This procedure may not yield a two or three dimensional configuration with axes similar to that found in Figure 1. However, when the relevant space is found, it would be appropriate to examine the distribution of families in that space with the goal of identifying clusters of parenting styles or family environments (vis-a-vis consumption).

The final step would involve the administration of a consumer personality instrument probably to children, teenagers, and young adults who are products of known family environments pre-classified according to style. At that point hypotheses could be tested concerning the relationship of family consumption characteristics and the development of consumer personality traits. Hypotheses might be similar in form to those in Table 2.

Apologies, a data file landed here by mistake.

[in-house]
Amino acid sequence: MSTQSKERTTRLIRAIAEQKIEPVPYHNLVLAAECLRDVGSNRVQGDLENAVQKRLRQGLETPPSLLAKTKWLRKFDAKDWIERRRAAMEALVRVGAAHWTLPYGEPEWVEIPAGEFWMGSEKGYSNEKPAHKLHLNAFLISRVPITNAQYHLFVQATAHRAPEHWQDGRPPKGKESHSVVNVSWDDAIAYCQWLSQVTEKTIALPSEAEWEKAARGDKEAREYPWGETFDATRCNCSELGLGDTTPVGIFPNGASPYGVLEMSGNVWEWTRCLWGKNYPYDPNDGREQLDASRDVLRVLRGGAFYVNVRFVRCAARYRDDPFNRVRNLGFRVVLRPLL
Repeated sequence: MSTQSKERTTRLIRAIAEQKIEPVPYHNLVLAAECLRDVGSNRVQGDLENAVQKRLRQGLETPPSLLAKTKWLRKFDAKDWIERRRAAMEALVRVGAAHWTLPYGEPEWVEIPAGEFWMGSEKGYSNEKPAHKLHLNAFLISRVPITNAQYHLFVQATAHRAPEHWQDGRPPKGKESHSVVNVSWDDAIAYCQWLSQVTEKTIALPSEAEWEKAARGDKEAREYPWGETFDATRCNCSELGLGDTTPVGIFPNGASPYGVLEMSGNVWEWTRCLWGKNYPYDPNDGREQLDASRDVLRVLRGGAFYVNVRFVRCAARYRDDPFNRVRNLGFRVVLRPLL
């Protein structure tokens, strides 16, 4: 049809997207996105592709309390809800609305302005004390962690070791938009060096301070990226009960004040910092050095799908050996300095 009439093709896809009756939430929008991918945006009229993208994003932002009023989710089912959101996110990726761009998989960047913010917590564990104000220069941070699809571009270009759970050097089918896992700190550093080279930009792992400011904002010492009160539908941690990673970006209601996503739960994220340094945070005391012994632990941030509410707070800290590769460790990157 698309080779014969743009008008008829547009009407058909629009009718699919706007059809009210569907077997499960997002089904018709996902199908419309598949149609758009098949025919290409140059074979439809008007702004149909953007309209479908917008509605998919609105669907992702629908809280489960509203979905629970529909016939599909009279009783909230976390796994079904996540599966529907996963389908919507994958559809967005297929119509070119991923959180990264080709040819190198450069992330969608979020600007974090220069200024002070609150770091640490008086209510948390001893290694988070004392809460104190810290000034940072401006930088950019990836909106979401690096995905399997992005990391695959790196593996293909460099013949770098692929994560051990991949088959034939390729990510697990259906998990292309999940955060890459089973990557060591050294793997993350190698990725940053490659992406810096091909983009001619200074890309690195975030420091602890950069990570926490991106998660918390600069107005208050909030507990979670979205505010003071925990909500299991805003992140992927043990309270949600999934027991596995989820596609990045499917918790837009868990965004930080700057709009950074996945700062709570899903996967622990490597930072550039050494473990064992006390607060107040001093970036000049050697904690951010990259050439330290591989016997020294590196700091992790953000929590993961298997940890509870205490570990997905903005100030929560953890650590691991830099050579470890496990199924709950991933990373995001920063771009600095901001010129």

TABLE 1

RESULTS OF 1967 BAUMRIND STUDY

CONCLUSION

Pursuit of this dual strategy will overcome perceptual and intellectual barriers and lead to the development of new theory on consumer personality. Convergence of the two approaches will also serve to establish the validity of the concepts, measures, and structural relationships and answer nagging questions about the regularity of consumer behavior.

TABLE 2

HYPOTHESIZED RELATIONSHIPS CONCERNING THE DEVELOPMENTAL CONTEXT OF CONSUMER PERSONALITY TRAITS